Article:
Godzilla vs. Kong

Godzilla vs. Kong ★★★★

If one wants to talk about a Monsterverse film, it also needs to touch upon the ‘Warner Bros. subject’, that is the currently as often commented about studio going over a path of discussions that range from insane criticisms for creative decisions upon certain popular properties and cinematic universes that shall not be named here for the sake of cohesion. Because thankfully, it’s not always a case of bad doings and disaster results as this film here and the universe around it shows. As for their attempt of using the iconic Godzilla monster character name to, not only building their own cinematic universe by rescuing back and using, not only the Godzilla property, but all the classic Toho monsters colliding in this new crossover movies.

Well though nothing compared with the size and scope of complex connectivity like the Marvel films, the four films that had come out so far stitched and blend so well together with the basics simple of premises: Giant monsters wreaking havoc and the way the same kind of reflects the worst and best of humanity’s past legacy and present, and the very same having their own mythology created around planet Earth creation and their effects they set in our history.

Though nothing as much far in deeply complex, either because the movies never tried to do so, or lacked the ability of convincing that when the early films were still trying to be a tad serious, as much as possible trying to reflect and homage Ishiro Honda’s original Godzilla film that brilliantly reflected through a tragedy-monster epic film, a post-nuclear Japan society still enduring the scars of a dark past. While in this MonsterVerse, we went from Gareth Edwards’s Godzilla and its overly serious attempt of placing Godzilla as a real-world event, embodying nature finally fighting back against humanity’s reach of consumedly exploring natural resources and pollute our fauna and flora, but focusing more on that constant build-up to us finally see the big title monster on the screen, spending more time focusing on weak hollow uninteresting human characters.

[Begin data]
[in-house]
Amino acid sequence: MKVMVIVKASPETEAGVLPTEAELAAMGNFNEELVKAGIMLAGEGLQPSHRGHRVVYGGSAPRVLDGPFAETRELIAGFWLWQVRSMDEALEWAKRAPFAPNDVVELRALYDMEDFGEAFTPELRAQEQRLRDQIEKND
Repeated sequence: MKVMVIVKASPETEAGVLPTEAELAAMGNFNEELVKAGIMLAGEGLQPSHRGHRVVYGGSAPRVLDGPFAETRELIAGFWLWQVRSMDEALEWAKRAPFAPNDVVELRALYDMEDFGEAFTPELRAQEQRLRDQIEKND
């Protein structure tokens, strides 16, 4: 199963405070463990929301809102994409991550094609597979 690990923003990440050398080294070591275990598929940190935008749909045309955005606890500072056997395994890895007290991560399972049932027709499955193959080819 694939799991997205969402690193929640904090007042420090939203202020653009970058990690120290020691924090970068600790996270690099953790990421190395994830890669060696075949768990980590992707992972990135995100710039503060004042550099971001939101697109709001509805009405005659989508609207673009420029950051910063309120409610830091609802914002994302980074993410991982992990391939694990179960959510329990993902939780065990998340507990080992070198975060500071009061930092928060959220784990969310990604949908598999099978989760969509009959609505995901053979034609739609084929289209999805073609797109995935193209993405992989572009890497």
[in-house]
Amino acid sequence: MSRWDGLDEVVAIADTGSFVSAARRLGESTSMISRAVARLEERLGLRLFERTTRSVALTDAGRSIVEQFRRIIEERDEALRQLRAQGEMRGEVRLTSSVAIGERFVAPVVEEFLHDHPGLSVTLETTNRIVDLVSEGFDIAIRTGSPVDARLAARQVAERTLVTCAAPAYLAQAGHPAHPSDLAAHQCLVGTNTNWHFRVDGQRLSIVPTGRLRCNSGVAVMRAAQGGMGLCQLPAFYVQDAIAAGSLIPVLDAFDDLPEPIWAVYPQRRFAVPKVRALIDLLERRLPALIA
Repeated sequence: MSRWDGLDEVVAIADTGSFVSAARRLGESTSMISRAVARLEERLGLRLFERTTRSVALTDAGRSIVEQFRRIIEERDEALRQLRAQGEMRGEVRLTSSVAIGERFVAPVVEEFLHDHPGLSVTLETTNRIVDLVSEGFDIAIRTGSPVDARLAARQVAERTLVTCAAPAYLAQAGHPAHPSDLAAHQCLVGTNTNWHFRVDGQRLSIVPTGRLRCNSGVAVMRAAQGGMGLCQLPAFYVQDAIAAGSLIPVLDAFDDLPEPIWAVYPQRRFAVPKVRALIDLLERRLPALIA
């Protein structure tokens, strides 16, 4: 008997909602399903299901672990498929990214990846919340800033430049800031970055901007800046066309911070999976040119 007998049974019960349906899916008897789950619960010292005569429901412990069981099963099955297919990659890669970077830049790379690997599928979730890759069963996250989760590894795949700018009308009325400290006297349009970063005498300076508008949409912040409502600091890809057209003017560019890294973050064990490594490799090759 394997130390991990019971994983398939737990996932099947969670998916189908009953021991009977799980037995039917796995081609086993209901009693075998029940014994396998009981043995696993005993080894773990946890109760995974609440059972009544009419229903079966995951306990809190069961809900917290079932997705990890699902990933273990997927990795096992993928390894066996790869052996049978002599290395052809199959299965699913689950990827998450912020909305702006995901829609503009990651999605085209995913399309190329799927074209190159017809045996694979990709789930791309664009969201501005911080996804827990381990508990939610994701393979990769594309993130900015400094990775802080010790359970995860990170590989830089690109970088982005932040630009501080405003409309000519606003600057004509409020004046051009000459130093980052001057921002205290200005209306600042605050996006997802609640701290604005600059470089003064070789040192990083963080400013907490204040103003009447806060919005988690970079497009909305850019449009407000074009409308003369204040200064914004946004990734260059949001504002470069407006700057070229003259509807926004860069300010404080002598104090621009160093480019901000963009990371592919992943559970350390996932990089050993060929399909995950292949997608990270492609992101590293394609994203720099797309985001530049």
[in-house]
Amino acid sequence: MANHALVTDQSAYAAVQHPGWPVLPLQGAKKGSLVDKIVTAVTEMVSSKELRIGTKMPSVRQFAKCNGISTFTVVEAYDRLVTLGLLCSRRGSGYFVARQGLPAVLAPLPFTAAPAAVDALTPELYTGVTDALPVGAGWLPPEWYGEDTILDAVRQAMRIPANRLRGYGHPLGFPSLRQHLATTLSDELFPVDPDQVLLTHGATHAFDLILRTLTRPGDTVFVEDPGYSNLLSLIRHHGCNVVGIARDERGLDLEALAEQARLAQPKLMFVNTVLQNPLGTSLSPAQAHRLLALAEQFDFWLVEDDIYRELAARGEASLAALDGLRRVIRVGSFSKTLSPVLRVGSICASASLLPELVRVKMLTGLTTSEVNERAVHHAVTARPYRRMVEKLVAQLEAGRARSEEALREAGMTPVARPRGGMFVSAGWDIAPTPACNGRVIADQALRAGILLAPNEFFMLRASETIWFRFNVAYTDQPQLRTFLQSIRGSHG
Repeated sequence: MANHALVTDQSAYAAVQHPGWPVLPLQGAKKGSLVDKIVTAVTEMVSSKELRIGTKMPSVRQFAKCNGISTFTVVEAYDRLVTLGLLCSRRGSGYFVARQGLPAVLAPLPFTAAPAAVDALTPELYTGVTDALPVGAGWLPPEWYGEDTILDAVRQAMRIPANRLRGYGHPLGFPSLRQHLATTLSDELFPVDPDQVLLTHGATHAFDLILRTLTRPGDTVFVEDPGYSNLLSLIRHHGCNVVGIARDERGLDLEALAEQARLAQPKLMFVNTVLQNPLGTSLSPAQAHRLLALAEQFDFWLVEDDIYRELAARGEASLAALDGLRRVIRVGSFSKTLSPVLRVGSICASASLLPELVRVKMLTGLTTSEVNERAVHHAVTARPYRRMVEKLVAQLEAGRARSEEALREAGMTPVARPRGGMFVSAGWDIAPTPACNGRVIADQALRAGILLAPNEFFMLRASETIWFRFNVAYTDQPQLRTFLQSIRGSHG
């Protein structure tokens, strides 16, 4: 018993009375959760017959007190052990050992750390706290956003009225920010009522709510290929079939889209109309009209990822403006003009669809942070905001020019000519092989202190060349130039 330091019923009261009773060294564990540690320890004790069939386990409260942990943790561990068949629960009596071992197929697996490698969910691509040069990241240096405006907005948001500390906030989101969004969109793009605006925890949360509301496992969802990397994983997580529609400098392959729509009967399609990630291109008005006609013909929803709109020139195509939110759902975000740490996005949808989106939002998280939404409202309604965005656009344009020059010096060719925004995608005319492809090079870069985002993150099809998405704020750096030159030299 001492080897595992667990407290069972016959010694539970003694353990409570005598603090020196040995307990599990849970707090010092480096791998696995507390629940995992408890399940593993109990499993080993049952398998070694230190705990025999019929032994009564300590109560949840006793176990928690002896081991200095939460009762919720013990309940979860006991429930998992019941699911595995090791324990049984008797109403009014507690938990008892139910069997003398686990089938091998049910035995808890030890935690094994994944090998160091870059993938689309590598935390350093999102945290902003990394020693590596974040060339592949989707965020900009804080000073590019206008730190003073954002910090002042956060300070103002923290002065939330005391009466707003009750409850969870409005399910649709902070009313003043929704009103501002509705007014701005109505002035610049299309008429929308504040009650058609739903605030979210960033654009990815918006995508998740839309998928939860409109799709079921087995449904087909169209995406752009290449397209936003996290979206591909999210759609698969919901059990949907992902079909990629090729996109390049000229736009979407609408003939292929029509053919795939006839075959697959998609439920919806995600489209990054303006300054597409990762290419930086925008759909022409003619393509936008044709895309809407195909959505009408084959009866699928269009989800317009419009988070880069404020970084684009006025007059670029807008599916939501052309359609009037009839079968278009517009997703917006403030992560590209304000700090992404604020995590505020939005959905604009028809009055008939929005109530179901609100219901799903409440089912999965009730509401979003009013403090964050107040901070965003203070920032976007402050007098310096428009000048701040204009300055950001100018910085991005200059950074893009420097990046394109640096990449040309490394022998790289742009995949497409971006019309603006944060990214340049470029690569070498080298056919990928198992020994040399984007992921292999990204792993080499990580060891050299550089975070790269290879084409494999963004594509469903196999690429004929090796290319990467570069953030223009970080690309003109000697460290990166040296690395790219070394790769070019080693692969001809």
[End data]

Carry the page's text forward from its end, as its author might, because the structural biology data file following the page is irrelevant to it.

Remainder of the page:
Then they went to the extremely underrated Kong Skull Island that goes to, not only balancing the big monster action spectacle in variable and exciting form, as placing a group of charismatic human characters in the middle of it and a make an interesting comment of war’s fanaticism facing off against nature, with the big lovable monkey standing in the middle of it all as a nature entity bringing balance to the violent chaos awakened by the humans. And them Godzilla: King of the Monsters was a hard attempt of making a old-school Godzilla film of him fighting other monsters in incredibly goofy as fun ways, and with all the perfect right elements to recreate such, helded with a greatly realized scale of blockbuster spectacle, but bogged down by inconvenient awful human characters that inexplicably receive more attention than the monsters themselves, who are the main focus of the plot at hand.

But here came Adam Wingard, the often either hated or acclaimed indie filmmaker, that more than likely from watching and learning from all the previous film’s hits and misses, earned the directing duties here maybe not for much noticed talent by the studios as he always had been on a subversively experimental level with his films thus far, but rather for being just another indie guy in the likes of Jordan Vogt-Roberts and Gareth Edwards, that could bring fresh ideas and helming to the monsters extravaganza, and of course obey producers hand. Though that’s not what happens here as he seems completely well aware of the kind of film he’s making and knows exactly what audiences want out of it, and goes to make here, completely free of chains, the perfect monster showdown one could ask for to watch and have a heck of a fun time watching every single minute of it!

If King of the Monsters faltered for still trying to be often dramatic and overly serious while trying to mix the corny campiness of Godzilla classics, here in Godzilla vs. Kong, is the corny campiness to a direct degree of constant absurd ludicrous fun that runs the movie along and commands its goals to achieve its quite simple main premise: Giant monkey smacking giant nuclear Lizard in the face. While the intro-credits looks like a fight-bracket introducing the opponents about to go down. Establishing the very basic plot set-up and going straight to the point, barely wasting time on establishing characters or plot element conveniences.

Though surprisingly enough, finding rather an interesting story thread behind everything to leave you engaged and never bored. Holding on with a great pacing structure, completely pleasurable to watch, never wasting too much time on empty uneven human characters trying to force some sort of emotional drama like the previous Godzilla films failed in its empty attempts. Not delaying the monsters screen presence that is literally the first scene till the last, and neither delaying till it lets us see the two titular beasts sharing the same screen. Some may argue this is more of a Kong film as he’s the one where the “main” plot thread relies on, and has the most amount of screen time, while Godzilla only shows up every now and then as a living force of nature destroying some shit.